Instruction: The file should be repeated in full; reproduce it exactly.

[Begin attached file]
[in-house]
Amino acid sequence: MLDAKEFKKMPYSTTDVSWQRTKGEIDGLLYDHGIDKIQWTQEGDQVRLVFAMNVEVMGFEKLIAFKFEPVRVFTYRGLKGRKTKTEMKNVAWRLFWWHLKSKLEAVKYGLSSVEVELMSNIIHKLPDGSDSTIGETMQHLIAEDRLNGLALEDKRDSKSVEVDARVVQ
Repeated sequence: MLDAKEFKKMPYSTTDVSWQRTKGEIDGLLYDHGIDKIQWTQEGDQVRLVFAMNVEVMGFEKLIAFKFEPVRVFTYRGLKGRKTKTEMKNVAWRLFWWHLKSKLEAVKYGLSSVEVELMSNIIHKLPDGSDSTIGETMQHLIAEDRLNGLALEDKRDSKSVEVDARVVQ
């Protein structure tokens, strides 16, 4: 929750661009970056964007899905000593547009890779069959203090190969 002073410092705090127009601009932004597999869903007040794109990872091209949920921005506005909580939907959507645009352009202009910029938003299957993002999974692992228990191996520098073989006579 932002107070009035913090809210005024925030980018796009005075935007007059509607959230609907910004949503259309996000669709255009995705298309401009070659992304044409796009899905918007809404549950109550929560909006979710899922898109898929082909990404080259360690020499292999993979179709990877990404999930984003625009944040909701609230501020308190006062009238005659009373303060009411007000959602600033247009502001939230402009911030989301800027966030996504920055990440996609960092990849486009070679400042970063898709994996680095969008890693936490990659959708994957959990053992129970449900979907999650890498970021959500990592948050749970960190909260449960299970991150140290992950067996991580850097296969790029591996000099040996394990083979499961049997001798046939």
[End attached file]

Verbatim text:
[in-house]
Amino acid sequence: MLDAKEFKKMPYSTTDVSWQRTKGEIDGLLYDHGIDKIQWTQEGDQVRLVFAMNVEVMGFEKLIAFKFEPVRVFTYRGLKGRKTKTEMKNVAWRLFWWHLKSKLEAVKYGLSSVEVELMSNIIHKLPDGSDSTIGETMQHLIAEDRLNGLALEDKRDSKSVEVDARVVQ
Repeated sequence: MLDAKEFKKMPYSTTDVSWQRTKGEIDGLLYDHGIDKIQWTQEGDQVRLVFAMNVEVMGFEKLIAFKFEPVRVFTYRGLKGRKTKTEMKNVAWRLFWWHLKSKLEAVKYGLSSVEVELMSNIIHKLPDGSDSTIGETMQHLIAEDRLNGLALEDKRDSKSVEVDARVVQ
């Protein structure tokens, strides 16, 4: 929750661009970056964007899905000593547009890779069959203090190969 002073410092705090127009601009932004597999869903007040794109990872091209949920921005506005909580939907959507645009352009202009910029938003299957993002999974692992228990191996520098073989006579 932002107070009035913090809210005024925030980018796009005075935007007059509607959230609907910004949503259309996000669709255009995705298309401009070659992304044409796009899905918007809404549950109550929560909006979710899922898109898929082909990404080259360690020499292999993979179709990877990404999930984003625009944040909701609230501020308190006062009238005659009373303060009411007000959602600033247009502001939230402009911030989301800027966030996504920055990440996609960092990849486009070679400042970063898709994996680095969008890693936490990659959708994957959990053992129970449900979907999650890498970021959500990592948050749970960190909260449960299970991150140290992950067996991580850097296969790029591996000099040996394990083979499961049997001798046939």